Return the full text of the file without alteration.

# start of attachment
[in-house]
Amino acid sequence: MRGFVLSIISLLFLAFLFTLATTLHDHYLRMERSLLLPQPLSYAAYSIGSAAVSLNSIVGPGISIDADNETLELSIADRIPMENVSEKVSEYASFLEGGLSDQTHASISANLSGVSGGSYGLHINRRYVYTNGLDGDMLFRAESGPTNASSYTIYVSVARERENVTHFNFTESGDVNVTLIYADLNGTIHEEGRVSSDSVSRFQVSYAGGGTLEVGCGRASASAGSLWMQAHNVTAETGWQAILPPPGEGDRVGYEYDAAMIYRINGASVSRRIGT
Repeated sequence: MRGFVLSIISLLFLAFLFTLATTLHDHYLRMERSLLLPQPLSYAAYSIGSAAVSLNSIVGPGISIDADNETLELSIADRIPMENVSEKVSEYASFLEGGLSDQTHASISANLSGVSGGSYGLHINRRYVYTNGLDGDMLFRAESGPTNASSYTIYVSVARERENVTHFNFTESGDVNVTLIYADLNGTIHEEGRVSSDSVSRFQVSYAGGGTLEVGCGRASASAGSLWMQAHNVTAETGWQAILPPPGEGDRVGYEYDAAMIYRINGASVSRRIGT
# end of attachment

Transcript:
[in-house]
Amino acid sequence: MRGFVLSIISLLFLAFLFTLATTLHDHYLRMERSLLLPQPLSYAAYSIGSAAVSLNSIVGPGISIDADNETLELSIADRIPMENVSEKVSEYASFLEGGLSDQTHASISANLSGVSGGSYGLHINRRYVYTNGLDGDMLFRAESGPTNASSYTIYVSVARERENVTHFNFTESGDVNVTLIYADLNGTIHEEGRVSSDSVSRFQVSYAGGGTLEVGCGRASASAGSLWMQAHNVTAETGWQAILPPPGEGDRVGYEYDAAMIYRINGASVSRRIGT
Repeated sequence: MRGFVLSIISLLFLAFLFTLATTLHDHYLRMERSLLLPQPLSYAAYSIGSAAVSLNSIVGPGISIDADNETLELSIADRIPMENVSEKVSEYASFLEGGLSDQTHASISANLSGVSGGSYGLHINRRYVYTNGLDGDMLFRAESGPTNASSYTIYVSVARERENVTHFNFTESGDVNVTLIYADLNGTIHEEGRVSSDSVSRFQVSYAGGGTLEVGCGRASASAGSLWMQAHNVTAETGWQAILPPPGEGDRVGYEYDAAMIYRINGASVSRRIGT